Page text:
It will pass as it always did and it always will be. The only thing is that one can never be sure about the moment “when”. Of course with the up to date technology a lot of movements is possible to check beforehand but still.
A wintry day
Since last night there is no ferry and no plane. This does not only mean that travelling is not possible but also that there is no post and either goods or provisions can be delivered. The shop runs therefore empty.
In the early morning I spotted a tractor coming along but for the rest of daylight I did not see a soul. The road was and is still quiet. This in contrast with the ongoing tumult of noise, caused by the storms competing with one another about the championship.
Something like this
Sometimes the sound is nearby, pushing and pulling on everything she is trying to get hold of. Other times it sounds like yelling and screaming. In a situation like this when the wind has a superior role in the overall scene the question pops up what the wind does when she doesn’t blow. I find it hard to exclude myself from it all the more because there is an ongoing stream of rain lashing against the window too which adds to the various sounds.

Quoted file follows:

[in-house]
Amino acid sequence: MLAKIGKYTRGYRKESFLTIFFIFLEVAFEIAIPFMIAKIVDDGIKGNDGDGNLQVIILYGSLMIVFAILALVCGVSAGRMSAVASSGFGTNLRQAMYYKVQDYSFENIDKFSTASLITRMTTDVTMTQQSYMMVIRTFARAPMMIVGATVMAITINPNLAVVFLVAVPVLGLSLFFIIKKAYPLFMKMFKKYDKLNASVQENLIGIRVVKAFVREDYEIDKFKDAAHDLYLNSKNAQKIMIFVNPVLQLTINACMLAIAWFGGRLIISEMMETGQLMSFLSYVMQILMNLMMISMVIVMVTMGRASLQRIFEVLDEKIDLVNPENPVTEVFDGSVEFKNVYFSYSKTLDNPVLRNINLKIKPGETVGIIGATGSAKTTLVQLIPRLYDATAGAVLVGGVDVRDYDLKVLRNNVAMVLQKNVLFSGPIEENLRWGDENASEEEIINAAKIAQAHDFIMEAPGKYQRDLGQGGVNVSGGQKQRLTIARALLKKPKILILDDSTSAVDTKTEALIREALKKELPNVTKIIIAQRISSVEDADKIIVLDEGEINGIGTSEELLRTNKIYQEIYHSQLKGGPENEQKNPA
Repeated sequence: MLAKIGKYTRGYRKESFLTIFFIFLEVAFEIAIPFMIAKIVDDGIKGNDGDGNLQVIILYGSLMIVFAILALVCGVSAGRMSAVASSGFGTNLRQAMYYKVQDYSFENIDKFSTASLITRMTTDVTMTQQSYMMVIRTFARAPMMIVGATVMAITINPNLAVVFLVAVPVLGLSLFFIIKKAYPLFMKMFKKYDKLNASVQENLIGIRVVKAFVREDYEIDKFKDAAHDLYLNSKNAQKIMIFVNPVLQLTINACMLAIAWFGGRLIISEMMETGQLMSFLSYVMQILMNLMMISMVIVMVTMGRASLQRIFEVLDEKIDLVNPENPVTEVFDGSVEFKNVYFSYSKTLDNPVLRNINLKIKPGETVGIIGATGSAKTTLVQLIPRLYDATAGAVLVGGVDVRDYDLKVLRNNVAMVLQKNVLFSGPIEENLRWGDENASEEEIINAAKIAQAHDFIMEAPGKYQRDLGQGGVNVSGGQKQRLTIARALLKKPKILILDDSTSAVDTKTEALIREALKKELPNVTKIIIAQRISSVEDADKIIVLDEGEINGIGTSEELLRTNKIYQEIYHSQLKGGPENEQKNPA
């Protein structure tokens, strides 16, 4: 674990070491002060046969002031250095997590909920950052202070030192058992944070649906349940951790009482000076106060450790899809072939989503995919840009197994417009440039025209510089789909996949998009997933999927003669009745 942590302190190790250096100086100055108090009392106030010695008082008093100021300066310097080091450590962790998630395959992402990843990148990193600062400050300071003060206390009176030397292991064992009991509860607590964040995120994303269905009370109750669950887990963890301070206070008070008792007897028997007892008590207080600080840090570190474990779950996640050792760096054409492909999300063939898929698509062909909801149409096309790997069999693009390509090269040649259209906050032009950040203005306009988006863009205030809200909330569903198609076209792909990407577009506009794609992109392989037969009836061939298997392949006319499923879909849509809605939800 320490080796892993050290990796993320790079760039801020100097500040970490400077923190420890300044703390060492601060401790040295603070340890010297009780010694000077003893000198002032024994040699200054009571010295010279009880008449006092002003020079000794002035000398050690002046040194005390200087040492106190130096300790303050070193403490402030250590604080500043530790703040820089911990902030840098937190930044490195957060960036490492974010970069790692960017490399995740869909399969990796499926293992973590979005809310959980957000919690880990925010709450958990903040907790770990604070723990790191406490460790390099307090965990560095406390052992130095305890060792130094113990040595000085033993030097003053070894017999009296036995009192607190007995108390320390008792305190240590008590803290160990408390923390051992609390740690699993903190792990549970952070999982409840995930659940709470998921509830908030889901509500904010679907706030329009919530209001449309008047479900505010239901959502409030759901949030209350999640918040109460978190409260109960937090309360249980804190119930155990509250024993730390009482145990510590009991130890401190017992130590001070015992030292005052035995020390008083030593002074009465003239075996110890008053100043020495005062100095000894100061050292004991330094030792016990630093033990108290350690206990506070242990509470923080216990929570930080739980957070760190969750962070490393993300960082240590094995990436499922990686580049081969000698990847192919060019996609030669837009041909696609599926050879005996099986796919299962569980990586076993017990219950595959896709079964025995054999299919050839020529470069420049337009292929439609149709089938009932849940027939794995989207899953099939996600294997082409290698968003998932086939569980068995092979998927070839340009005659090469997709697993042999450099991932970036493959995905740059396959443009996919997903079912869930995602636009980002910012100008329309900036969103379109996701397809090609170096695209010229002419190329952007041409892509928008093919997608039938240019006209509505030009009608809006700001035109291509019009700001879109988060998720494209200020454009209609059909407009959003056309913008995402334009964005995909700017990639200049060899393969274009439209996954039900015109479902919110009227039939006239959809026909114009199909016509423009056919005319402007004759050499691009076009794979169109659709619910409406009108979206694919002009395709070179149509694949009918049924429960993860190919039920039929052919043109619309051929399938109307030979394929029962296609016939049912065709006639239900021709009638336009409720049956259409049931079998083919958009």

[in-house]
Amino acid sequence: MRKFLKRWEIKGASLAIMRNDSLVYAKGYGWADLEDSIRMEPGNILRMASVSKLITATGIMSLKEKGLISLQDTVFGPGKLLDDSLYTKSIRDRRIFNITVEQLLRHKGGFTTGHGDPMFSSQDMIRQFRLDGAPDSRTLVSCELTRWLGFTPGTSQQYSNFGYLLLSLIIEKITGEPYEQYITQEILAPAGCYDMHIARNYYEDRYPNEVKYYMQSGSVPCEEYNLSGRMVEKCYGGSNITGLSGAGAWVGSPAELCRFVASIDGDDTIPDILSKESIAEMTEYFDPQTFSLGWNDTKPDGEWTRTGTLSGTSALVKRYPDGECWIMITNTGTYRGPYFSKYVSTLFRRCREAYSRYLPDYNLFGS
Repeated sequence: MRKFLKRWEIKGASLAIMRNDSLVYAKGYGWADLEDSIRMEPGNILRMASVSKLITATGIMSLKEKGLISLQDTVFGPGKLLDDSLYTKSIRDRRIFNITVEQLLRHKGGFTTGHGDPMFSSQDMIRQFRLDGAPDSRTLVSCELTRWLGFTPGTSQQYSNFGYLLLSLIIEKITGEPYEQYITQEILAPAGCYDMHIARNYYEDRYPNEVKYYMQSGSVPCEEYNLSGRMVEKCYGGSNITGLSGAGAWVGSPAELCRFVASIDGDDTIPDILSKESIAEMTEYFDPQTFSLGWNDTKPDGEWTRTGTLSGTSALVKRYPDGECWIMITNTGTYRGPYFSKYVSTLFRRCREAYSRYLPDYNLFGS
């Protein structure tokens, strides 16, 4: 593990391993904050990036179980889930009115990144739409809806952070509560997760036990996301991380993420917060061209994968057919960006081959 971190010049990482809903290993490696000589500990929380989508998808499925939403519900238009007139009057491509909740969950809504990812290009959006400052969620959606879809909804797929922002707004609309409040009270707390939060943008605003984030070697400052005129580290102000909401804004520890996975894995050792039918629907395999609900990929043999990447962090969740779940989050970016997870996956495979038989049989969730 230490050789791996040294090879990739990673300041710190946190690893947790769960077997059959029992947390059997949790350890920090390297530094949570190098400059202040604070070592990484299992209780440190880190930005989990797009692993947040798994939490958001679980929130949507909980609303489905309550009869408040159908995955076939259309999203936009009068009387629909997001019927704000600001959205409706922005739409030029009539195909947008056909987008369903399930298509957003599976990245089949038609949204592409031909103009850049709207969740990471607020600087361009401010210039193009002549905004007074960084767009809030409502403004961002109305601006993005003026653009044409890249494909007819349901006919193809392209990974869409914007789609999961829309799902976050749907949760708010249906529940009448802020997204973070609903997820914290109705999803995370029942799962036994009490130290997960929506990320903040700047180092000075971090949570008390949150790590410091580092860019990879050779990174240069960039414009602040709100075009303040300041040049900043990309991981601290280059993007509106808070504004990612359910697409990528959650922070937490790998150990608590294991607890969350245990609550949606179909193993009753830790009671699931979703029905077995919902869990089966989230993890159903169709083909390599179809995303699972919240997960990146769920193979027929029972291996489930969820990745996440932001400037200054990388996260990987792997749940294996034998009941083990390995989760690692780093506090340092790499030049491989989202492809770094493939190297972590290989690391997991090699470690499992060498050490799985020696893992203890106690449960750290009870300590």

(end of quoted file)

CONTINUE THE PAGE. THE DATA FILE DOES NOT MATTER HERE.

Up till later in the day there is not any need or urge to go outside but when I actually did go out to close the church it was hard to keep standing on both my feet as the wind tried to blow me away.
The colour of the sea and the sky now is alike: grey. Not as dark though as the stonewalls which have the look of shining bronze, at this moment, but compared with the impelled waves getting a bright white colouring, it looks grey.
The only thing I know for sure is that rain will cease and storms will ease.
After the storm
Slán go fóill,
Elisabeth from Inis Meáin